People v. Nash, Docket No. 68280

CourtSupreme Court of Michigan
Citation341 N.W.2d 439,418 Mich. 196
Docket NumberDocket No. 68280,No. 9,9
PartiesPEOPLE of the State of Michigan, Plaintiff-Appellant, v. Carron Lea NASH, Defendant-Appellee. Calendar
Decision Date19 December 1983

Frank J. Kelley, Atty. Gen., Louis J. Caruso, Sol. Gen., Douglas A. Jacobson, Pros. Atty., Leonard J. Malinowski, Asst. Atty. Gen., Lansing, for plaintiff-appellant.

State Appellate Defender Office by Stuart B. Lev, Asst. Defender, Detroit, for defendant-appellee.

BRICKLEY, Justice.

Defendant was convicted of second-degree murder, M.C.L. § 750.317; M.S.A. § 28.549, for the shooting death of her husband, Douglas Leon Nash, and was sentenced to life imprisonment. The Court of Appeals reversed defendant's conviction and remanded the case for a new trial. People v. Nash, 110 Mich.App. 428, 313 N.W.2d 307 (1981). We granted the prosecutor's application for leave to appeal, 414 Mich. 869 (1982), to consider whether the Court of Appeals erred in holding that evidence of the body of the victim should have been suppressed at trial because it was discovered as a result of an unconstitutional search of the defendant's property. We also consider the holding of the Court of Appeals that while evidence against defendant obtained by the execution of a search warrant on defendant's attorney may be admitted at trial, the fact that the evidence was seized from the attorney cannot be made known to the jury. We would reverse the decision of the Court of Appeals on both holdings.


Prior to trial, defendant moved to suppress all evidence of the victim's body and the bullets recovered from it. By stipulation, the motion was submitted to the trial court on the basis of the facts brought out at the preliminary examination. 1 After receiving an unfavorable decision on the motion defendant sought a rehearing, and an evidentiary hearing was held. The relevant evidence from the preliminary examination and from the evidentiary hearing showed that defendant and the victim lived in a house trailer rented from Margaret and Paul Ballard. Defendant was a few weeks behind in her rent as of the middle of January 1974, and had not recently been seen at the trailer. Neighbors had seen someone moving boxes out of the trailer.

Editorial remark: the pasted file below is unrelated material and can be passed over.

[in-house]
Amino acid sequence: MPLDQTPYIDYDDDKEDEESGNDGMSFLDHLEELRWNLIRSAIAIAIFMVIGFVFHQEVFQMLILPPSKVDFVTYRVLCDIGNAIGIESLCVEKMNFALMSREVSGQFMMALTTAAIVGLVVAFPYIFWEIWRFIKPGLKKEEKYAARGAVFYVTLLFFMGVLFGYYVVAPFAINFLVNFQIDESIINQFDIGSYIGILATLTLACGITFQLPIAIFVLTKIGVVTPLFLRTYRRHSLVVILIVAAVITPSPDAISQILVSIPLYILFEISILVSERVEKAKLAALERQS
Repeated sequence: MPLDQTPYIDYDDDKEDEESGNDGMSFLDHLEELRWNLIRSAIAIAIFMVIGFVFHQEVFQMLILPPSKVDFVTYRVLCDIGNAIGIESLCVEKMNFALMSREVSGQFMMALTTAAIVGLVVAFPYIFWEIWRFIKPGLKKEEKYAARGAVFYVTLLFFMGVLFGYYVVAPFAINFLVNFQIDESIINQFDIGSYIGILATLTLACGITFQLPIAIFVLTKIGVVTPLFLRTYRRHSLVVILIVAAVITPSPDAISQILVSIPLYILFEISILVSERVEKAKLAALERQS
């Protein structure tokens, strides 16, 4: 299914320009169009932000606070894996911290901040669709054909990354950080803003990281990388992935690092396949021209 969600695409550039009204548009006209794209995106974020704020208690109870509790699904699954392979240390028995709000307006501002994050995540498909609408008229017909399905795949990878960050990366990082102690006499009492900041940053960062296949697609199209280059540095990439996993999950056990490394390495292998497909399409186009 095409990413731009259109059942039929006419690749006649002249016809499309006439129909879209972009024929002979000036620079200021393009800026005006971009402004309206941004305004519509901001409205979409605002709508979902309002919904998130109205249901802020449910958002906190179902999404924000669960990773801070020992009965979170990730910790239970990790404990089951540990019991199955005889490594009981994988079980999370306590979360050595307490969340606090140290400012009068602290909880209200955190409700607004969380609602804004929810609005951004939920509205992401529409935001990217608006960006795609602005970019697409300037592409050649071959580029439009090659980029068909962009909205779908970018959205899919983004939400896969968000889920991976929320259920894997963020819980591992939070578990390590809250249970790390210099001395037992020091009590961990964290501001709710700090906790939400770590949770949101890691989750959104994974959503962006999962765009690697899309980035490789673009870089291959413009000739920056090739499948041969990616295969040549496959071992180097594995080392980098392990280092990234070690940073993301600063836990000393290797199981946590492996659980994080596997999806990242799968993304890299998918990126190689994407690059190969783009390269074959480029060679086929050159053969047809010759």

On January 20, 1974, the Ballards received an inquiry about renting the trailer. Mr. Ballard went to the trailer with the prospective tenants. He found the trailer to be partially vacated and in a somewhat untidy condition, with wadded-up newspapers on the floor and a slight odor in the air. A large box, exuding a strong odor, was found extending from a closet. A mop bucket, also odorous, was in the bathroom. Mr. Ballard, with the help of his son, pushed the box out of the trailer and left it next to the door.

Upon returning home, Mr. Ballard told Mrs. Ballard about the box. He asked her to go to the trailer to check the box, as well as to clean up the red marks left by it in the trailer. Mrs. Ballard thought it possible that the box contained a body, but Mr. Ballard thought that it contained meat scraps for defendant's dogs.

On January 21, 1974, Mrs. Ballard went to the trailer. Defendant's dogs were not there. She found a 4' X 17"' X 17"' carboard box just outside the trailer's northwest door. The top of the box was slightly open and unsealed. She opened the box and saw what she thought might be the body of the victim.